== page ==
Three years ago, Herb Mullen, Wabash County coordinator for the DAV, brought the van program to Wabash County after volunteering as a driver in Marion since 2009. In the spring of 2011, it became apparent that the loaner van they had been using would not last many more years. He set up a savings account and began raising funds for a new van.
“We decided early on that we were not going to ask the county, the state, or the feds for any money,” said Mullen during the dedication. “We figured that we’re pretty important, but we also figured that we had a responsibility to the county to not become a drag upon public funds.”
Enrollment for the coming 4H season is now open until Feb. 1, 2014. This year, Wabash County 4H is introducing four new projects, two new competitions, and one new club. With over 50 projects to choose from, 4H reaches the interests of nearly all children.
Aquatic Science is a new project introduced this year where participants either learn how to care for a fish tank or participate in a breeding class. The tanks will be displayed at the fair with fish in them.
The new computer program will give kids the opportunity to design programs, games, marketing material or other products.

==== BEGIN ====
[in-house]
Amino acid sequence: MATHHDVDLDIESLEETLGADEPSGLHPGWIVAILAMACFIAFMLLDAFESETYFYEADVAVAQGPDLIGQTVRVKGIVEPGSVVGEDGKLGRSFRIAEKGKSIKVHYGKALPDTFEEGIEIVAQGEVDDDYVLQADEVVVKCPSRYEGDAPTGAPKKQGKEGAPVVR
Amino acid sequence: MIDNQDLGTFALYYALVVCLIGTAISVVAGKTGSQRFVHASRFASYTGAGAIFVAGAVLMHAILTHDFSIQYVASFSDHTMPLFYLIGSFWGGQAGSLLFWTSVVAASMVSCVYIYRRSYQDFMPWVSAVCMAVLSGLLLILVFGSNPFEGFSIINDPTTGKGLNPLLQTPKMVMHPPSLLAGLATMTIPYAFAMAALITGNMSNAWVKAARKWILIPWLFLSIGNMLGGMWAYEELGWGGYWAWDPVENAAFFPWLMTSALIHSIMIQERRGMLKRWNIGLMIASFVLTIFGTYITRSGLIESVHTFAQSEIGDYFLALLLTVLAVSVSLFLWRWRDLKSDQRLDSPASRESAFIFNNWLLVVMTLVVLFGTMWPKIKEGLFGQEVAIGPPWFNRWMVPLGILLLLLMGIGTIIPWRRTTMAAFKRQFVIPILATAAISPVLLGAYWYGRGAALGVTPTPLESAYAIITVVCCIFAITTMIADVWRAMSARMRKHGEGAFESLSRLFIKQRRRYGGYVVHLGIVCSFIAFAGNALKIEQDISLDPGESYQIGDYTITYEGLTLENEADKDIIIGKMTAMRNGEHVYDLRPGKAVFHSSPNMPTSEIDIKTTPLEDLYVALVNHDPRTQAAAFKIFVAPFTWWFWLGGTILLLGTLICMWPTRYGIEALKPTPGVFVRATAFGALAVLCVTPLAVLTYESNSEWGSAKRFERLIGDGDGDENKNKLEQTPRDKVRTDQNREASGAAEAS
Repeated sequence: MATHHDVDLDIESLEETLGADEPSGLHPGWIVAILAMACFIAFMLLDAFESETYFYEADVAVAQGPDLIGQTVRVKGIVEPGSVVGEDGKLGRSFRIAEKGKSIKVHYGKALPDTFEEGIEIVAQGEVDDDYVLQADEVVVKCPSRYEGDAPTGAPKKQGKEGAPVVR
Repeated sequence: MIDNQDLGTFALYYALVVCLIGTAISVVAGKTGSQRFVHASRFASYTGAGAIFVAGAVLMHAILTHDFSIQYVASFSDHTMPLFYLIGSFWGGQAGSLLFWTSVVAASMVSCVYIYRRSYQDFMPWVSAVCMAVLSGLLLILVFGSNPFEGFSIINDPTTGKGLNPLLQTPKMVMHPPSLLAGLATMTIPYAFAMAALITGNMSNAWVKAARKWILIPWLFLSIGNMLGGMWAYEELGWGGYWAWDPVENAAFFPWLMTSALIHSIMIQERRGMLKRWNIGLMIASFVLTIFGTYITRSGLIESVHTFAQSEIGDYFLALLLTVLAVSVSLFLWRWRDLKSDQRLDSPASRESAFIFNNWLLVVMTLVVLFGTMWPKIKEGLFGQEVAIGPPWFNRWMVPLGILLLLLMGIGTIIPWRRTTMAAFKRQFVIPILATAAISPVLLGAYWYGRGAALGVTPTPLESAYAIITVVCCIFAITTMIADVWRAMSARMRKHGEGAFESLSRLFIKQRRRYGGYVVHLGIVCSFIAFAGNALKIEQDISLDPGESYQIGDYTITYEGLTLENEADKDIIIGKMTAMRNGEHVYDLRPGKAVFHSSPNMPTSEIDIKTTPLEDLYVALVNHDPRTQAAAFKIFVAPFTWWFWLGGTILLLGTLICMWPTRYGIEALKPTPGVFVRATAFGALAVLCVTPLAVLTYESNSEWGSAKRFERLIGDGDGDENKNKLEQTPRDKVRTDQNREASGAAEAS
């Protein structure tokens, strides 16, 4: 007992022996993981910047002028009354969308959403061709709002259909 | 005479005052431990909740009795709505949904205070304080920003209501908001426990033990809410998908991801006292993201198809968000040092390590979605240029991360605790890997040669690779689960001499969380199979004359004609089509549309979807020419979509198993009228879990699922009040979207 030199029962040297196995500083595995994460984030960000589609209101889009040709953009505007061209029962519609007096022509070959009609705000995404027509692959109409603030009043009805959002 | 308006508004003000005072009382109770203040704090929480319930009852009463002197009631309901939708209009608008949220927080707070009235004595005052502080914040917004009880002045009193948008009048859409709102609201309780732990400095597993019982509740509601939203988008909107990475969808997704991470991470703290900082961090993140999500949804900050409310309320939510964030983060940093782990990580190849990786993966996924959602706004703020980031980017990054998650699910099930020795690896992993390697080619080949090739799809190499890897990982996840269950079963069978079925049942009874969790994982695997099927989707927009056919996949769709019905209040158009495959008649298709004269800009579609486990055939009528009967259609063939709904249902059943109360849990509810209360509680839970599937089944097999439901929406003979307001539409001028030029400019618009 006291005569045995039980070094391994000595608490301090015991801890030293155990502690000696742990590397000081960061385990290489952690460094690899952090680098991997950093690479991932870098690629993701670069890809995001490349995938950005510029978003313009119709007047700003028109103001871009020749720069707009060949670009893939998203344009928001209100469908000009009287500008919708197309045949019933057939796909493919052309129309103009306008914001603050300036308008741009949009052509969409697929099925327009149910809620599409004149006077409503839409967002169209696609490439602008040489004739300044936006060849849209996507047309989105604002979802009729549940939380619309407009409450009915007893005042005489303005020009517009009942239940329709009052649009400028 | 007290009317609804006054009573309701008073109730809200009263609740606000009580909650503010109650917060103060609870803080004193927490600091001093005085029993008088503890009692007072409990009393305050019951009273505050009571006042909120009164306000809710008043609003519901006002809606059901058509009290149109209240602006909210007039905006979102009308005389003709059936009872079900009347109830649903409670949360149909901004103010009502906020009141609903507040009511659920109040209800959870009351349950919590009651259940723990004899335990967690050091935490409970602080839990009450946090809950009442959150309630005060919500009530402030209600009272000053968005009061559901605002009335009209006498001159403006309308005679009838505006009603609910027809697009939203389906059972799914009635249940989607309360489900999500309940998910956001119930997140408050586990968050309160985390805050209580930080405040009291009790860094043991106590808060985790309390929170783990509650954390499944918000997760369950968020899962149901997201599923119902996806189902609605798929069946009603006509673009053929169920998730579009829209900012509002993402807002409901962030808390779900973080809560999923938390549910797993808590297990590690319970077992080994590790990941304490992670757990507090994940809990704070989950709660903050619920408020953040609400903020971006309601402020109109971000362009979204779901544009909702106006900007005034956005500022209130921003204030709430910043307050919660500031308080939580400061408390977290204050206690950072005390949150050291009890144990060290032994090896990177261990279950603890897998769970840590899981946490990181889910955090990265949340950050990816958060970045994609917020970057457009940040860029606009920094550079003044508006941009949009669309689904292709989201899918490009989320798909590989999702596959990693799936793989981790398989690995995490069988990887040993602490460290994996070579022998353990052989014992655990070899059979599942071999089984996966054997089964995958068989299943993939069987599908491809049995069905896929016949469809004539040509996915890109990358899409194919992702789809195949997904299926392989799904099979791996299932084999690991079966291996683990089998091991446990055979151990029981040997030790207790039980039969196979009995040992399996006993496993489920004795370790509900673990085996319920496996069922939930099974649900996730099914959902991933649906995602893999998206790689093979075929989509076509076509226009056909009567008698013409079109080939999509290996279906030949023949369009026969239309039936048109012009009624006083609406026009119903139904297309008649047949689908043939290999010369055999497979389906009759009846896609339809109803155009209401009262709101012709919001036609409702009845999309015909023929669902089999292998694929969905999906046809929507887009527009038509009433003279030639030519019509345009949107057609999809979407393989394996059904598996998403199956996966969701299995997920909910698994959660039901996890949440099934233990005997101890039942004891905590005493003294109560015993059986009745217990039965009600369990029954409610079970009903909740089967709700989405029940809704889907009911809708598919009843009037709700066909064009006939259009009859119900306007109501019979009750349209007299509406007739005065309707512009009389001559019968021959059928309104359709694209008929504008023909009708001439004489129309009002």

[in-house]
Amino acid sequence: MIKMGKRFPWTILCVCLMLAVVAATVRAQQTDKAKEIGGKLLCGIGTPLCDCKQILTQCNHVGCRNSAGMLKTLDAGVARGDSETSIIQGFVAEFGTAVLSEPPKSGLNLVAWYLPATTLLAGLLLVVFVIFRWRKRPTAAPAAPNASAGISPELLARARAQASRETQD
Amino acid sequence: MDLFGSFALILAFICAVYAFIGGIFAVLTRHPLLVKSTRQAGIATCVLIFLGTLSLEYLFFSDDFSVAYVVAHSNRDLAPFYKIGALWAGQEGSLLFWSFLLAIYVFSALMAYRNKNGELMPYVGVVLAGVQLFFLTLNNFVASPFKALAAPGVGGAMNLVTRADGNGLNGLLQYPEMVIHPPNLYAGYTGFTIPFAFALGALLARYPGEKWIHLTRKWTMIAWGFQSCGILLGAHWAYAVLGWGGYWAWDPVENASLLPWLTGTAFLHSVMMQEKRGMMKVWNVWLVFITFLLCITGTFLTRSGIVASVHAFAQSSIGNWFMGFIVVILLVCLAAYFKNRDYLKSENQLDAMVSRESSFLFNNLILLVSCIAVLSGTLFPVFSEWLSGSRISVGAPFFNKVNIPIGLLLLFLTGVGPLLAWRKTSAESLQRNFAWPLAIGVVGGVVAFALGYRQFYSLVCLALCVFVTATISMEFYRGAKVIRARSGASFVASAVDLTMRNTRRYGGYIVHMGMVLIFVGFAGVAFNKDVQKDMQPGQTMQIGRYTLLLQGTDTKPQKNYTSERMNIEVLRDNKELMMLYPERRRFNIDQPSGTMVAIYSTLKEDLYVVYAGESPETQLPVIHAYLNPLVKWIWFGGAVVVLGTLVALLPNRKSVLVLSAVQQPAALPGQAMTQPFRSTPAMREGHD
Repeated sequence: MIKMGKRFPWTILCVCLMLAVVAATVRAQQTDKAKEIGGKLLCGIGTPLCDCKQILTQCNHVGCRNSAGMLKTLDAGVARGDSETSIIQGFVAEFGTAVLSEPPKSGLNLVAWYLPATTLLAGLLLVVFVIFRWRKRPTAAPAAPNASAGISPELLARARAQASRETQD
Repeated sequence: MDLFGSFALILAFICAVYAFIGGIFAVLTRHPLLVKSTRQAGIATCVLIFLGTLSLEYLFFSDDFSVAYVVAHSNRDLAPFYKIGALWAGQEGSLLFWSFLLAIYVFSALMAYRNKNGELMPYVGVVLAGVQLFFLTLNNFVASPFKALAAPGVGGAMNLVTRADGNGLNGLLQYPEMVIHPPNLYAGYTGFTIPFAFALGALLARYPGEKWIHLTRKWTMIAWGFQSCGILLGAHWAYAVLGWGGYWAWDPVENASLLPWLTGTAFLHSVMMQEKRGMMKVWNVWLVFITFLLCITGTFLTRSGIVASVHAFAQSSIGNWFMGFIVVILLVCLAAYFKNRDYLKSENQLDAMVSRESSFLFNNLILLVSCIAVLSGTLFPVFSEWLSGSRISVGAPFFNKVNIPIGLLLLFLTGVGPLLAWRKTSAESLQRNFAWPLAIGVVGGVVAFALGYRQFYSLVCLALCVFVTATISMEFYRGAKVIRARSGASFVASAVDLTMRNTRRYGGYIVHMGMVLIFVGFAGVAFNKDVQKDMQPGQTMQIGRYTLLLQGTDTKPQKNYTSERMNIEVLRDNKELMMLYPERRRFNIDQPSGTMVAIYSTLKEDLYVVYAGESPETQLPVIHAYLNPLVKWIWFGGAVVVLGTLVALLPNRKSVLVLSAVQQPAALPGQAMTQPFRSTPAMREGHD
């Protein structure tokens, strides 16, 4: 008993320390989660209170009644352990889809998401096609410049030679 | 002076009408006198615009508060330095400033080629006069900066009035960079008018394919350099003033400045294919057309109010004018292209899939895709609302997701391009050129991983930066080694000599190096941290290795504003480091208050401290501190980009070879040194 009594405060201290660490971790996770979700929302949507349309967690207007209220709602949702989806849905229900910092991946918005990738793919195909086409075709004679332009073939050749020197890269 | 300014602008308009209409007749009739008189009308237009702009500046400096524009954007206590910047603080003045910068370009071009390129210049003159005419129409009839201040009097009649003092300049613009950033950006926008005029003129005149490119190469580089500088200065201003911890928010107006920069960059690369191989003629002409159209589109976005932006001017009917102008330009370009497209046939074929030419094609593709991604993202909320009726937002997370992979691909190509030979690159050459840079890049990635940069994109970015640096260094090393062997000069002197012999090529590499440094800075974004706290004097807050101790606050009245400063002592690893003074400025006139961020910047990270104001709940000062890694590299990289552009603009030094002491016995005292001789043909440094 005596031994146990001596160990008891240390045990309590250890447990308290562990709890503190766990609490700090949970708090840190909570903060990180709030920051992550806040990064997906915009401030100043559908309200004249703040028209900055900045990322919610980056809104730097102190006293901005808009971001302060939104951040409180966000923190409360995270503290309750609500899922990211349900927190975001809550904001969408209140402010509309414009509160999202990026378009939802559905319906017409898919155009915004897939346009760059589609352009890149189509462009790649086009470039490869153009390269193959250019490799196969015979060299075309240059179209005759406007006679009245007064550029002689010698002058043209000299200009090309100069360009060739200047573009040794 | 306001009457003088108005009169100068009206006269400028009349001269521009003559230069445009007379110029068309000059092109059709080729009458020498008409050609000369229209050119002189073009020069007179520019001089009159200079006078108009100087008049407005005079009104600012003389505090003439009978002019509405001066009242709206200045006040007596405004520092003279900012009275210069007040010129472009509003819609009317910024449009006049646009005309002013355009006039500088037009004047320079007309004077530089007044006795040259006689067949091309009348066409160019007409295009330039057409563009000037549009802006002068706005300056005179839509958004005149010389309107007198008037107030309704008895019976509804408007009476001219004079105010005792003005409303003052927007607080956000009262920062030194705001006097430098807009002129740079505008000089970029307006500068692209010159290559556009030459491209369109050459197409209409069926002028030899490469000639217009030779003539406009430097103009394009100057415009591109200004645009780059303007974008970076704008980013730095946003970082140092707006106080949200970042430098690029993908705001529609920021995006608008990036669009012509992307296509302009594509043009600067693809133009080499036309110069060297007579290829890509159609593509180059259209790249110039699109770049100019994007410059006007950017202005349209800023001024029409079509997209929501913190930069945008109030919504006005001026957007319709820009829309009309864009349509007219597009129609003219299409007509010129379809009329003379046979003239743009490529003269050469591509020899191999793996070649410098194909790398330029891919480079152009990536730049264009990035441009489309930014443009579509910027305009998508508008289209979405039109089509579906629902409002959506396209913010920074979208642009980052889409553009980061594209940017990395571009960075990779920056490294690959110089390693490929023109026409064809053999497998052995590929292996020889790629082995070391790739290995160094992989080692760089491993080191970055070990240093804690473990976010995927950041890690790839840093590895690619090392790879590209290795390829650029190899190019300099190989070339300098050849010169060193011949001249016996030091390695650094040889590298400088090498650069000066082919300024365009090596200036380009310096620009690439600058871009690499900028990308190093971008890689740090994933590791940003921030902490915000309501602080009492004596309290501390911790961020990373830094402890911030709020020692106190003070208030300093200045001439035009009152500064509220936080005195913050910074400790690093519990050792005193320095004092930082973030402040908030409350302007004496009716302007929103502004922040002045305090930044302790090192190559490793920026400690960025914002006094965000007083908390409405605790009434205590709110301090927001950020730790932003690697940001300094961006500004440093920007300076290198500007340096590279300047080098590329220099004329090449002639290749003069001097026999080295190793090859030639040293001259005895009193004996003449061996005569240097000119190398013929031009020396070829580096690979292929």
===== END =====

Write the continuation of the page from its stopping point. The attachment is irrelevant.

With the new small engine project, kids will learn how to repair an engine and put the proper fluids into it.
Also new this year is sport fishing. 4Hers will create an exhibit demonstrating what they learned about sport fishing.
The two new competitions are public speaking and performing arts.
4H is offering a new robotics club based on the National Science Curriculum of Junk Drawer Robotics. Club members will create teams and work through tasks with their robots.
Heartland Career Center students welcomed a high-tech visitor to the school as Lutheran Air 2 landed in the south parking lot Thursday, Nov. 21. The helicopter’s visit was the result of a partnership between the vocational school and Lutheran Air to benefit students in the health sciences and criminal justice programs.
“We try to start kids on a pathway of interest and point them toward opportunities in the community,” said Principal Mark Hobbs.
Prior to the helicopter’s arrival, students in the heath sciences and criminal justice programs had a chance to talk with Luann McKinley and Tina Underhill, registered nurses with the flight program. Students had an opportunity to learn about the job, observe life-saving procedure demonstrations, and ask questions about caring for trauma patients and the impact it has on those responding to the scene of an accident.
Criminal justice students got a chance to lay out the helicopter’s landing, at the school, just as they would have to do in an emergency situation. One lucky student even got to call it in on the radio.
“We like to partner with communities,” said Pat Unger, a Wabash County resident, former Heartland student and current flight program manager for Lutheran Air. “We like to reach out and educate.”